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Old 09-21-2006, 09:59 AM
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High and hard - one time??

Last night my brake pedal kept getting higher and harder until I could feel the brakes dragging. By the time I stopped the pedal had no slack at all, like the brakes were locked up. All the drums were hot, but the backs gave me a blister when I touched them. Once everything cooled down, they were back to normal (about 1 inch of free travel and another 2 inches to full braking). I limped it home slowly and when I felt the drums the fronts were cool and the backs were hot.
This is a stock 41 Pontiac system. No power booster, 4 wheel drum brakes, single reservoir, no residual/proportioning valves. Just the backs locking up I could attribute to faulty relase of the hand brake or deterioration of the flex line to the rears trapping fluid, but it appears to be increased pressure through the entire system. I have lots of miles on the system, so it shouldn't be a setup issue. [the only change from normal - I finally got things right in the handling and last night I pushed it up to 80 for a long stretch, so maybe the exhaust was hotter than normal, but the lines don't appear to be close anywhere] Now that it is back to normal, I don't even know where to start.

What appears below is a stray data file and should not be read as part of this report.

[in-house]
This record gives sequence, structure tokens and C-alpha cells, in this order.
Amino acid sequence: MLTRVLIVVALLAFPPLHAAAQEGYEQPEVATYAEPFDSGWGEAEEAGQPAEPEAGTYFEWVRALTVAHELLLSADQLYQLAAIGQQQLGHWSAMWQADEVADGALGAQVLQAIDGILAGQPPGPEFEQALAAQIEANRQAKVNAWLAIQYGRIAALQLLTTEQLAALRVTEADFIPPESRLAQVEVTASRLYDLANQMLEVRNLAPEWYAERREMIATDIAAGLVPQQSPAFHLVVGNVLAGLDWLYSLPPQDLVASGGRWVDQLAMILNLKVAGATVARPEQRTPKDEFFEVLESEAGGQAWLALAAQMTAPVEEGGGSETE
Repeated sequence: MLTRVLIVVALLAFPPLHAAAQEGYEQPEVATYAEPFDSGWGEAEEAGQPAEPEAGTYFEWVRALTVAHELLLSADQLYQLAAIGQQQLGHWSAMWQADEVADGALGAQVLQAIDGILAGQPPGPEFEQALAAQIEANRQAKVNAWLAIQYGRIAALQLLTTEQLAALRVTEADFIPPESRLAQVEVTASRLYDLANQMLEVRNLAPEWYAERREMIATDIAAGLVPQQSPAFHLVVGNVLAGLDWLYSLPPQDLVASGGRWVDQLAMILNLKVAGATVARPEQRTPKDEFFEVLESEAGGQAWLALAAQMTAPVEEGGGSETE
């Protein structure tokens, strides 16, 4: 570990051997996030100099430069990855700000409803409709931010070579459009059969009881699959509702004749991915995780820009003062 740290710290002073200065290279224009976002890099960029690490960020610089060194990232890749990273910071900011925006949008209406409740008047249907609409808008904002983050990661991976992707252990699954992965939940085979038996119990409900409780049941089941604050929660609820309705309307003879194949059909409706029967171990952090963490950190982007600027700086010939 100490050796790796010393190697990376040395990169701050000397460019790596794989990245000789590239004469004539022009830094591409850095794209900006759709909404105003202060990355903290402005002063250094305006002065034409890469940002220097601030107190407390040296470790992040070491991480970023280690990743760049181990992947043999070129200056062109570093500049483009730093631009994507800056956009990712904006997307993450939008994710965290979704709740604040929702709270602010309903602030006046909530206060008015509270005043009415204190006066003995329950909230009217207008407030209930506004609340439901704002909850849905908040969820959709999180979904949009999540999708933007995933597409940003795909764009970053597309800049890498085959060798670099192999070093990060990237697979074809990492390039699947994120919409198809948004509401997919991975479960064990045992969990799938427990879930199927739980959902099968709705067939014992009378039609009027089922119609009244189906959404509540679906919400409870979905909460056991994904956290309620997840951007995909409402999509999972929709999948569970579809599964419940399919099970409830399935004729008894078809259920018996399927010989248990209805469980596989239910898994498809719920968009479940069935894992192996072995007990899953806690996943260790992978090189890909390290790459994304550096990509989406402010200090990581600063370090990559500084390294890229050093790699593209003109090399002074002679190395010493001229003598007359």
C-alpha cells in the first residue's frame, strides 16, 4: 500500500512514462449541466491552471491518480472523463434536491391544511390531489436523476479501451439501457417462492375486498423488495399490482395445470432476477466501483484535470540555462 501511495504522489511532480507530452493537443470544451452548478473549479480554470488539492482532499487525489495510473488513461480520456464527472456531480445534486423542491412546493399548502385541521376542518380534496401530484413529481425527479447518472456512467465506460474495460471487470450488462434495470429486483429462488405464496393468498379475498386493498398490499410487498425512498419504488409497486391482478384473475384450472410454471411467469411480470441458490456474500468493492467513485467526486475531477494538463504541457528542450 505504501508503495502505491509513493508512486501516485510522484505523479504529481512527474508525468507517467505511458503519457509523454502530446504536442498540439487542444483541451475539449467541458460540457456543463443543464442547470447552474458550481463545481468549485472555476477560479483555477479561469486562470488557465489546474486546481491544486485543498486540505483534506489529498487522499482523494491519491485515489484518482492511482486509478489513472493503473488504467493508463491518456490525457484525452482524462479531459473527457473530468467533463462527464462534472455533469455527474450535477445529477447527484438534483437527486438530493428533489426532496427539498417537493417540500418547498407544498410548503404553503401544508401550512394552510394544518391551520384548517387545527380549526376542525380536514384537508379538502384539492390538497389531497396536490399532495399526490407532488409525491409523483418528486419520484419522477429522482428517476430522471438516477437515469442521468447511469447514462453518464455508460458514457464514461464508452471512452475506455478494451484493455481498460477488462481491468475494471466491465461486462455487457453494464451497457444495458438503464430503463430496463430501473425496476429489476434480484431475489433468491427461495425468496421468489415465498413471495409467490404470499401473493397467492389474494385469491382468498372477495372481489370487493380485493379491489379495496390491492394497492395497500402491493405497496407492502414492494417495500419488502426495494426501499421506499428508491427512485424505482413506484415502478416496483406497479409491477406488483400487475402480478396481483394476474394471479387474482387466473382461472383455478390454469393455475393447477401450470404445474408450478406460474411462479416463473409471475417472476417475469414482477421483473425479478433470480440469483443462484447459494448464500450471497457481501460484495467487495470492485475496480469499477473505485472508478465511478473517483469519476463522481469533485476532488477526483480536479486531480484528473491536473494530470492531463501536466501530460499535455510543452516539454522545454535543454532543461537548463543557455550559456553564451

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Old 09-21-2006, 10:44 AM
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With both back brakes getting hot, I suggest you change the rubber hose. I have mostly seen the front hoses colaspe during use and you get a pull to the bad side during driving and then it pulls to the opposite side when braking.

Usually hoses are not too expensive. If you plan on keeping the vehicle, you might consider trying braided steel hoses.